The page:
The Christmas story was very much about the people directly involved being willing to embrace a path that looked different to what others expected of them – and what they expected of the Messiah.

But here’s the key.  They listened to God.  They trusted Him.  They sought wisdom.  They looked to the word for prophetic insight and confirmation.  

Also, the shepherds, the wise men, Mary’s cousin Elizabeth and her husband who was a priest…  they show that there was confirmation amongst them of what God was saying and doing.    

There are a number of scriptures in Proverbs that encourage us to look for the support and counsel of others:

Proverbs 11:14,  “Where there is no counsel, the people fall; But in the multitude of counselors there is safety.”

When Christian poet John Donne said: “No man is an island”, he stated a truth that we all need to remember – we’re in this together and we need one another as part of our journey of aligning ourselves with God’s story for us.  

So dare to believe.  Dare to take risks.  Dare to share your life and plans with other respected Christian friends…

Dare to live a life of worship!

And let me finish with these thoughts from Psalm 139 that speak of not only the Father’s blessing on His Son, Born as a baby on earth, but His blessing on all of His children.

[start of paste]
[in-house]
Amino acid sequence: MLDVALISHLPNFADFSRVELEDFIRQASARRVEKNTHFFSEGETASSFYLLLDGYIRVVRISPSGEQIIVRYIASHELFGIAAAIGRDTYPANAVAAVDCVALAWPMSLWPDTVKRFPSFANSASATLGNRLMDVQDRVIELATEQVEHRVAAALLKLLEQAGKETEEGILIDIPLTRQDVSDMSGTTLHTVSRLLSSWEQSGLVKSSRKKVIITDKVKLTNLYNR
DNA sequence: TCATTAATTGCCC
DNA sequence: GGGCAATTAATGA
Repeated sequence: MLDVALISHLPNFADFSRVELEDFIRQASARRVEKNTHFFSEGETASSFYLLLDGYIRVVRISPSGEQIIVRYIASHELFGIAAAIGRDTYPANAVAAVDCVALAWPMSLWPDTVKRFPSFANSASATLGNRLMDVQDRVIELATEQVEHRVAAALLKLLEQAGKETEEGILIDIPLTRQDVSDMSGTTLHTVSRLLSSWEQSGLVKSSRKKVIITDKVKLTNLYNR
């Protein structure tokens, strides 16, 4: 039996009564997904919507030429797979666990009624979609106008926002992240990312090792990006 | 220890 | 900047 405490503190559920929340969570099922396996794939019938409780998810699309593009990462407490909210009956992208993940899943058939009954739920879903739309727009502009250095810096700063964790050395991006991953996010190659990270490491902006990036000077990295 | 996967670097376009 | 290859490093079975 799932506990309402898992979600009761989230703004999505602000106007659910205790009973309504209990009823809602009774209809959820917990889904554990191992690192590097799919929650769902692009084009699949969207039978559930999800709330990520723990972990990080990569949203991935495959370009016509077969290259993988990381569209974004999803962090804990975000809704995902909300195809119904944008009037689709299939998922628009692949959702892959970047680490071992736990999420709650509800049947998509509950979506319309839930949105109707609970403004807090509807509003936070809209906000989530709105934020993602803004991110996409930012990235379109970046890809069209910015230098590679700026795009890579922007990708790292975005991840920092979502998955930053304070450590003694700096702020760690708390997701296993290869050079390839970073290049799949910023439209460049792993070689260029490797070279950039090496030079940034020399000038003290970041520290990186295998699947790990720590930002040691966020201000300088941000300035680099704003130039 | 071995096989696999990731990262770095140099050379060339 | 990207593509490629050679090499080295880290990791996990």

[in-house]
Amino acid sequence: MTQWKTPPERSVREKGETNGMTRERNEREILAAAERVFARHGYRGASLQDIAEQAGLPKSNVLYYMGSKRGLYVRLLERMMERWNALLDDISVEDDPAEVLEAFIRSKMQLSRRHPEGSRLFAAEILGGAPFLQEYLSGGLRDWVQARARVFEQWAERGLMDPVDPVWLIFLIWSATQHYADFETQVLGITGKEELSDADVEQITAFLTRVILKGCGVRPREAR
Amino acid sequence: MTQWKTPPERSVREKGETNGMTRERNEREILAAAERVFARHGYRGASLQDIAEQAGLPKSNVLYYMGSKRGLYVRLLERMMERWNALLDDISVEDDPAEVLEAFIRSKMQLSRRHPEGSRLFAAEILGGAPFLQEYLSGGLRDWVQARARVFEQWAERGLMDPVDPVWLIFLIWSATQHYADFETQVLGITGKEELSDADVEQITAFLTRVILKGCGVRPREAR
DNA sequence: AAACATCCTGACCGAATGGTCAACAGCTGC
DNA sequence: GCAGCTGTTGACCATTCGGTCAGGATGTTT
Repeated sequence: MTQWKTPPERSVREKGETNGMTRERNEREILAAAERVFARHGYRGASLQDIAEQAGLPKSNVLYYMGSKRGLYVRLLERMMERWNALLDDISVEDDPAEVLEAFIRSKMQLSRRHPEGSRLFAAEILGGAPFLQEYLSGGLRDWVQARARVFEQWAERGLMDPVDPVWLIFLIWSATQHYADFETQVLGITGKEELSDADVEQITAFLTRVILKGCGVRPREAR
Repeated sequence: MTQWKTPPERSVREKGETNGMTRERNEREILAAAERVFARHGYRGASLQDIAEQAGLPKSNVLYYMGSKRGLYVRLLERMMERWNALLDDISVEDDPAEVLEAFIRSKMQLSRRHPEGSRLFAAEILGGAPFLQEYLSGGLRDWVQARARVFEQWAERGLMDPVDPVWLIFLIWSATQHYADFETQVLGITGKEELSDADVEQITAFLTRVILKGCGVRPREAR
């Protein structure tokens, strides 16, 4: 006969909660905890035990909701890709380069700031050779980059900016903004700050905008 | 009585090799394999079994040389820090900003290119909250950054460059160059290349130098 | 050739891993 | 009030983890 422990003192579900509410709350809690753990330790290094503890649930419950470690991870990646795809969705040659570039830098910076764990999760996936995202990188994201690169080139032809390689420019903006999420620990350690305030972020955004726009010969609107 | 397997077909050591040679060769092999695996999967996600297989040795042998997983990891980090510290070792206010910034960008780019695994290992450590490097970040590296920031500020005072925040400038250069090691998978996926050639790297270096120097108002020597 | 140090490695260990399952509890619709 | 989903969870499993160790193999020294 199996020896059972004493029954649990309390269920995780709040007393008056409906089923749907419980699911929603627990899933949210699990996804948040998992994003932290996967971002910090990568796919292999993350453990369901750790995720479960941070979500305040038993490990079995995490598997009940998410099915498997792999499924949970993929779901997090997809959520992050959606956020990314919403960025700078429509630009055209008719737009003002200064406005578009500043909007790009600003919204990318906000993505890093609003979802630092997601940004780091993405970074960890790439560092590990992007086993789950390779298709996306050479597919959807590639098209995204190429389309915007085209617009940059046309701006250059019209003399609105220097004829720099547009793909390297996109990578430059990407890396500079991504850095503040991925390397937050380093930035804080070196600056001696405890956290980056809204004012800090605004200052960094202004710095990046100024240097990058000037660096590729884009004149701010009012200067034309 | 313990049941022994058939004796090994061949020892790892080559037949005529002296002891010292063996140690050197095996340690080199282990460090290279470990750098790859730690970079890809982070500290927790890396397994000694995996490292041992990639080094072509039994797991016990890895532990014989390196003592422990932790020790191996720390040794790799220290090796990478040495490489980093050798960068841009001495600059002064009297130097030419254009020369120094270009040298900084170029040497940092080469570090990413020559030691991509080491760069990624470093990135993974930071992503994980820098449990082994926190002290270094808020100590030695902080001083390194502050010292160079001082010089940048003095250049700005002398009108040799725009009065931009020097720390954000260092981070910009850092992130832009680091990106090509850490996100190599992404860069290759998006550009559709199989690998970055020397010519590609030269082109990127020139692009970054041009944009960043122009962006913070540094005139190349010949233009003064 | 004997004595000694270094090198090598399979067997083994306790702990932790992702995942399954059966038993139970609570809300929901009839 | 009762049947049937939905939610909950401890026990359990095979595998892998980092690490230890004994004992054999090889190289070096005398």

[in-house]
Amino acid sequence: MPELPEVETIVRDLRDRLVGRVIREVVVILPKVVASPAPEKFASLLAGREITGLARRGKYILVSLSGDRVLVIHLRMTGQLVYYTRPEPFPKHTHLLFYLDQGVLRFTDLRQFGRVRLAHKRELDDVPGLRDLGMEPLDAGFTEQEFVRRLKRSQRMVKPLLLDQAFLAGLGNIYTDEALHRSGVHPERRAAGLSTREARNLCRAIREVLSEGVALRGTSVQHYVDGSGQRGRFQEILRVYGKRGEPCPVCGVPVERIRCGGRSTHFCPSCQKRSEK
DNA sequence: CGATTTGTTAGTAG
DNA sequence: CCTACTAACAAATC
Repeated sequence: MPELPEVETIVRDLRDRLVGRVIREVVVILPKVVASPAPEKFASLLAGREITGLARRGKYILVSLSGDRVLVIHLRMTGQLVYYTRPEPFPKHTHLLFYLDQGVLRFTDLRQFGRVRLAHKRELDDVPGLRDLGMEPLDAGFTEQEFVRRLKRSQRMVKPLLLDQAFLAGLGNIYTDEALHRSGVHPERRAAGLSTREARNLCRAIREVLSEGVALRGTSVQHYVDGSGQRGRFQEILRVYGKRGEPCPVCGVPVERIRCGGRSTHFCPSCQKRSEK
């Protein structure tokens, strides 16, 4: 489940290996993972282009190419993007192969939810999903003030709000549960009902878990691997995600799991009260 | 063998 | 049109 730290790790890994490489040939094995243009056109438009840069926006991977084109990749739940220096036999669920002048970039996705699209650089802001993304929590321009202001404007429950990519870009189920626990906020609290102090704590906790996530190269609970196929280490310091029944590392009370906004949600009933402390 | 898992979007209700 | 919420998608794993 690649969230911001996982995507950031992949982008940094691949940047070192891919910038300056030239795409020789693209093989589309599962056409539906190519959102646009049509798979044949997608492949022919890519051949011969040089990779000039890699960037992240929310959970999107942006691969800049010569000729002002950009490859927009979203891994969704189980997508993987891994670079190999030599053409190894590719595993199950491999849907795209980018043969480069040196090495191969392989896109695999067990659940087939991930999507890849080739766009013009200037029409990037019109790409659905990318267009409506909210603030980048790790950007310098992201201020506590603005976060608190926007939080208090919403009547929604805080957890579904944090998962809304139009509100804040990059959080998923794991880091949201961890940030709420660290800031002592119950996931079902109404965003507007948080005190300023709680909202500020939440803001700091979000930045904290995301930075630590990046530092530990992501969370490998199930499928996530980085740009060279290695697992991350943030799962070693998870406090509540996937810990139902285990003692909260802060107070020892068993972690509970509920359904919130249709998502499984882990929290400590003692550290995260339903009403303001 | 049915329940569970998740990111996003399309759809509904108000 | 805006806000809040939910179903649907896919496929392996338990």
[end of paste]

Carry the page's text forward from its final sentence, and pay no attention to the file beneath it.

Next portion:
Psalm 139:13-18,  “For You formed my inward parts; You covered me in my mother’s womb. I will praise You, for I am fearfully and wonderfully made; Marvelous are Your works, And that my soul knows very well. My frame was not hidden from You, When I was made in secret, And skillfully wrought in the lowest parts of the earth. Your eyes saw my substance, being yet unformed. And in Your book they all were written, The days fashioned for me, When as yet there were none of them. How precious also are Your thoughts to me, O God! How great is the sum of them! If I should count them, they would be more in number than the sand; When I awake, I am still with You.”

This Christmas – don’t detach from the story.  Immerse yourself in it.  Embrace its message for now.  In all humility, see yourself as one whom God Himself created and positioned for such a time as this.  The story of Christmas continues as long as you and I live it out.

There are many more relevant messages from the nativity…  more than I could possibly share this morning. 

The story of Christ’s birth is not a fairy tale.  It’s about real people, just like you and I.

It’s a powerful story of God’s intervention and redemption of mankind.

And it speaks as powerfully now as it ever has.